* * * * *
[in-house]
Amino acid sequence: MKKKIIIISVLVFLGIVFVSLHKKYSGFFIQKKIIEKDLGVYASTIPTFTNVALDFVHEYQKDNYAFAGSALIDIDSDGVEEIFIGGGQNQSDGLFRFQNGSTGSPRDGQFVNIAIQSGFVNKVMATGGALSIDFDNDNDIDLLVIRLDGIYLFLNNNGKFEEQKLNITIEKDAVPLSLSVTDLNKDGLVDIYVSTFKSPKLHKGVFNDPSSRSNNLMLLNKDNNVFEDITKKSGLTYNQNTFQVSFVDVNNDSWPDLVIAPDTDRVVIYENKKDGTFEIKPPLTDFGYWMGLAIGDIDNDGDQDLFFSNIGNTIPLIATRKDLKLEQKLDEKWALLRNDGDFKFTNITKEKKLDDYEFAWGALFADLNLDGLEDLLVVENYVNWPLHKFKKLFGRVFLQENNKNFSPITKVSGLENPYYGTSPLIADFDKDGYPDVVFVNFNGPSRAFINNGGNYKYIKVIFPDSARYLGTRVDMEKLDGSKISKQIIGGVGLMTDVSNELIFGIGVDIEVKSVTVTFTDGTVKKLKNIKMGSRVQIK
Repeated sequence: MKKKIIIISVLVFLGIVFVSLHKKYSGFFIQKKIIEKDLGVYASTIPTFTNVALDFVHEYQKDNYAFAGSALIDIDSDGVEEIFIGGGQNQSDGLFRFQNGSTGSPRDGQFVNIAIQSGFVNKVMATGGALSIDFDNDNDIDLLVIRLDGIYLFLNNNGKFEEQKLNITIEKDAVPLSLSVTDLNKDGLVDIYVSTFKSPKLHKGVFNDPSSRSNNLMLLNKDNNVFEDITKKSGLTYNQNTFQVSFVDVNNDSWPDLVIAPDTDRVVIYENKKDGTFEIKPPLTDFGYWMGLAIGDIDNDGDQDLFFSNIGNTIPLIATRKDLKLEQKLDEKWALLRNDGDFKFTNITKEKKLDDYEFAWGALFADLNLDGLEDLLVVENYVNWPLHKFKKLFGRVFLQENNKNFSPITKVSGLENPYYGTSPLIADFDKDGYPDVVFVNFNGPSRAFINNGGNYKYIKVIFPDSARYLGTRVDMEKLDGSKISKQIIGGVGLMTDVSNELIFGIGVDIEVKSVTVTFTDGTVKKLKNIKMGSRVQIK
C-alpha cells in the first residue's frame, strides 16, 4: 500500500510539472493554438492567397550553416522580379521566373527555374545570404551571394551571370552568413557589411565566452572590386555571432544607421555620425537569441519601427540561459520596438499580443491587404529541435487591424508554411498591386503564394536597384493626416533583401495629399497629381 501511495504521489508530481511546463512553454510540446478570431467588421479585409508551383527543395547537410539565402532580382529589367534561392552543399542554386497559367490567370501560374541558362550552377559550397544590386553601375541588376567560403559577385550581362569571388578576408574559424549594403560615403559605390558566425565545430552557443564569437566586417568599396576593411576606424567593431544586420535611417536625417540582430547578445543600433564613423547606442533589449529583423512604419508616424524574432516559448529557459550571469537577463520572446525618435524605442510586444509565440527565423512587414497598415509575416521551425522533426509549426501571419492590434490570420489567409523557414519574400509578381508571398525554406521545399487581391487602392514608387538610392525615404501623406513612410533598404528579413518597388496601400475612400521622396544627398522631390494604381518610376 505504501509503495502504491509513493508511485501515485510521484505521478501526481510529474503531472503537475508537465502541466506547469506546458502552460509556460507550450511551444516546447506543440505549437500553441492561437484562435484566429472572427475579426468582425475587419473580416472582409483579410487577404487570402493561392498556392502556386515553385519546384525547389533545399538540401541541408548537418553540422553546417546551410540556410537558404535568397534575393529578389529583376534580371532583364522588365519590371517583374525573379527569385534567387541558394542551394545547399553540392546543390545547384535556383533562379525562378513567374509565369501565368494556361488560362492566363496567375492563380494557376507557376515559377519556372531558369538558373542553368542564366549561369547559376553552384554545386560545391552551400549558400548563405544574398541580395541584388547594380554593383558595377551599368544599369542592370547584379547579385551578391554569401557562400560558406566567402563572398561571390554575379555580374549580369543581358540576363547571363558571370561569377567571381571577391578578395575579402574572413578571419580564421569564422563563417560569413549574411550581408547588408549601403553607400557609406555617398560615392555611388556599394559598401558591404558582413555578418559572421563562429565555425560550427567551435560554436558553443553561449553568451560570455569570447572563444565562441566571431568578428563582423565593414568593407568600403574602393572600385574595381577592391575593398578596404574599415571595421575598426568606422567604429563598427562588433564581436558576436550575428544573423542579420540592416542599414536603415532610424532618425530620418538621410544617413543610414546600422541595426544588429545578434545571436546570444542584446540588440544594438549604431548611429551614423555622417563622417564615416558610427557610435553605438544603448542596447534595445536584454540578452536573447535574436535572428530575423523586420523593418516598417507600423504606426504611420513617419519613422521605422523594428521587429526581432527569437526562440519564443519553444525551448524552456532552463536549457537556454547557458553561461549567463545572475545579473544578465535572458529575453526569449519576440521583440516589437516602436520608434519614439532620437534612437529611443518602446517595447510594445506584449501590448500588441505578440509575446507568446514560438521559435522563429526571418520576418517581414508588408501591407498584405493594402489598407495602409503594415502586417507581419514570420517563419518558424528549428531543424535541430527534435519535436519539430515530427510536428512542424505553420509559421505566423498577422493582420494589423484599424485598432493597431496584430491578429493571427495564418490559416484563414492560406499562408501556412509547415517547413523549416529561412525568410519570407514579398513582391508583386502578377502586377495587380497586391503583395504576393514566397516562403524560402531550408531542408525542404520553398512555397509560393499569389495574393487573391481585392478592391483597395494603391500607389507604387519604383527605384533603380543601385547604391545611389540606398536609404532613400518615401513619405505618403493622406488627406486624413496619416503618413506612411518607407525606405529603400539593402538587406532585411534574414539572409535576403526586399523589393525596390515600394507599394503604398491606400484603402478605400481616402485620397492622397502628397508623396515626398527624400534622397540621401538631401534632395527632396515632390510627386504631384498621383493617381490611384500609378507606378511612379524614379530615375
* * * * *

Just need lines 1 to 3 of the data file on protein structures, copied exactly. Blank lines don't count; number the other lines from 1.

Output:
[in-house]
Amino acid sequence: MKKKIIIISVLVFLGIVFVSLHKKYSGFFIQKKIIEKDLGVYASTIPTFTNVALDFVHEYQKDNYAFAGSALIDIDSDGVEEIFIGGGQNQSDGLFRFQNGSTGSPRDGQFVNIAIQSGFVNKVMATGGALSIDFDNDNDIDLLVIRLDGIYLFLNNNGKFEEQKLNITIEKDAVPLSLSVTDLNKDGLVDIYVSTFKSPKLHKGVFNDPSSRSNNLMLLNKDNNVFEDITKKSGLTYNQNTFQVSFVDVNNDSWPDLVIAPDTDRVVIYENKKDGTFEIKPPLTDFGYWMGLAIGDIDNDGDQDLFFSNIGNTIPLIATRKDLKLEQKLDEKWALLRNDGDFKFTNITKEKKLDDYEFAWGALFADLNLDGLEDLLVVENYVNWPLHKFKKLFGRVFLQENNKNFSPITKVSGLENPYYGTSPLIADFDKDGYPDVVFVNFNGPSRAFINNGGNYKYIKVIFPDSARYLGTRVDMEKLDGSKISKQIIGGVGLMTDVSNELIFGIGVDIEVKSVTVTFTDGTVKKLKNIKMGSRVQIK
Repeated sequence: MKKKIIIISVLVFLGIVFVSLHKKYSGFFIQKKIIEKDLGVYASTIPTFTNVALDFVHEYQKDNYAFAGSALIDIDSDGVEEIFIGGGQNQSDGLFRFQNGSTGSPRDGQFVNIAIQSGFVNKVMATGGALSIDFDNDNDIDLLVIRLDGIYLFLNNNGKFEEQKLNITIEKDAVPLSLSVTDLNKDGLVDIYVSTFKSPKLHKGVFNDPSSRSNNLMLLNKDNNVFEDITKKSGLTYNQNTFQVSFVDVNNDSWPDLVIAPDTDRVVIYENKKDGTFEIKPPLTDFGYWMGLAIGDIDNDGDQDLFFSNIGNTIPLIATRKDLKLEQKLDEKWALLRNDGDFKFTNITKEKKLDDYEFAWGALFADLNLDGLEDLLVVENYVNWPLHKFKKLFGRVFLQENNKNFSPITKVSGLENPYYGTSPLIADFDKDGYPDVVFVNFNGPSRAFINNGGNYKYIKVIFPDSARYLGTRVDMEKLDGSKISKQIIGGVGLMTDVSNELIFGIGVDIEVKSVTVTFTDGTVKKLKNIKMGSRVQIK